To instill that spirit, Muckier made a handful of personnel changes that utterly altered the complexion of the team. Faced with the challenge of signing top scorer Marian Hossa under the newly installed salary cap, he instead dealt the enigmatic Slovakian and his US$6-million contract to Atlanta in the summer of 2005In return,
Ottawa got Dany Heatley, a player whose promise was clouded by his role as the driver in a car accident that had killed his teammate, Dan Snyder, in 2003. With his missing tooth and unruly mop of hair, Heatley has proven pivotal to the Senators’ new identity. For US$2 million less per year, he tops Hossa’s regular-season numbers while showing an abrasive edge in the playoffs. To Muckier, he represents “one of the best deals I was ever associated with.”
The veteran manager was similarly deft in replacing Zdeno Chara, a six-foot-nine defenceman who last summer signed with the Boston Bruins for a whopping US$37.5 million over five years. Deprived of his No. 1 blue-
liner, Muckier filled the gap with Joe Corvo, a tough and talented free agent who had flown under the radar as a Los Angeles King, as well as Tom Preissing, a skating defenceman acquired in a three-way deal with Chicago and San Jose. The moves brought in character with a minimum sacrifice in talent. In the meantime, the manager’s faith in aggressive youngsters like Mike Fisher and Chris Neil paid big-time dividends. Together, they’ve transformed this year’s Senators into a quicker, tougher squad than the one that crumbled so many times before the Leafs.
Of the other parts that fell into place for the Senators, the most important may be their purchase by Melnyk, a pharmaceutical magnate who pulled the team out of bankruptcy in August 2003. The billionaire and former Leafs fan got Scotiabank Place as part of the $130-million deal. And he was the beneficiary of good timing, having arrived just before the introduction of the salary cap that gave small-market teams a fighting
chance. “It would have been a disaster under the old system,” he says in an interview. “All but the teams in the strongest markets would have eroded.” And he comes with his own baggage, in the form of allegations of trading irregularities related to his firm, Biovail. But no one in Ottawa disputes the salutary effects of deep-pocketed ownership. “If he has done nothing else,” noted an opinion piece in the Ottawa Citizen, “Melnyk has allowed Ottawa fans to think of the Senators as a hockey team and not a business.”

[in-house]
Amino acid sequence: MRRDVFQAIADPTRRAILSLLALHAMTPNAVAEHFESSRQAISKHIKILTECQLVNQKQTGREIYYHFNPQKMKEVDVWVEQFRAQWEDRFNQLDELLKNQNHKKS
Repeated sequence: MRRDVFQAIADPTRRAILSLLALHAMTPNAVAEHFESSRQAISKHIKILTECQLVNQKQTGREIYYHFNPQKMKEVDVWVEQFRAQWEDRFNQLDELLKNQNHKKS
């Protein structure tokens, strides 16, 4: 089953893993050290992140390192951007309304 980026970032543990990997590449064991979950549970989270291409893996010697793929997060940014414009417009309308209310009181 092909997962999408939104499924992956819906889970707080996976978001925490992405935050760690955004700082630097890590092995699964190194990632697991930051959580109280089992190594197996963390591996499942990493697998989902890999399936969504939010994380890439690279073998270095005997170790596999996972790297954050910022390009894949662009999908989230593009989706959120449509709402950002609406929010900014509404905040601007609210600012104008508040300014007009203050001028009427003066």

As for past regimes, well, success begets generosity. In recent days, once-ridiculed former owners have been lauded for decisions that in retrospect seem sage. Melnyk,
for one, points to Bryden’s decision in 2000 to stare down Alexei Yashin in a salary dispute as a move that helped put the Sens on a path to success, on and off the ice. The standoff saw Yashin sit out a season before the New York Islanders offered up Chara plus a first-overall draft pick for him. “Jason Spezza came to the team because of that draft pick,” notes Melnyk. “Zdeno, who helped build our fan base, came as part of that trade. So you’ve got to give Mr. Bryden credit.”
If they were entirely just, the critics would toss a few laurels to past managers and coaches, too. Flourishing youngsters like Fisher and Neil developed, after all, under former coach
Jacques Martin, who is now a GM in Florida. Draftees such as Alfredsson (sixth round, 1994); Wade Redden (first round, 1995); and Chris Phillips (first round, 1996) have become franchise anchors, while Ottawa’s scouts did a masterful job identifying overlooked prospects such as Andrej Meszaros, a talented defenceman whom 23 teams passed up in the 2004 draft, and who now logs 20 minutes a game on the Senators’ blue line.
The result is a team that looks, acts and plays like one that belongs in the final. And in the glow that followed last week’s win over the Buffalo Sabres, coach Bryan Murray allowed himself to tweak the skeptics: “I’ve said many times over the past 10 years that
this has been a very good, very competitive organization. Whether it was luck of the draw, bad luck on the ice or whatever, they haven’t gone as far as some people thought they might. I’m glad we rewrote all that.”
It’s the kind of talk you normally hear from champions. And while Ottawa’s first Stanley Cup remains four wins away, their swagger suggests they sense the respect they’ve longed for all these years. Those are poor tidings indeed for opponents—not to mention the centurion on the dressing room rug. Superstitions can only survive so long, after all, and the Sens may not need to protect this guy much longer. M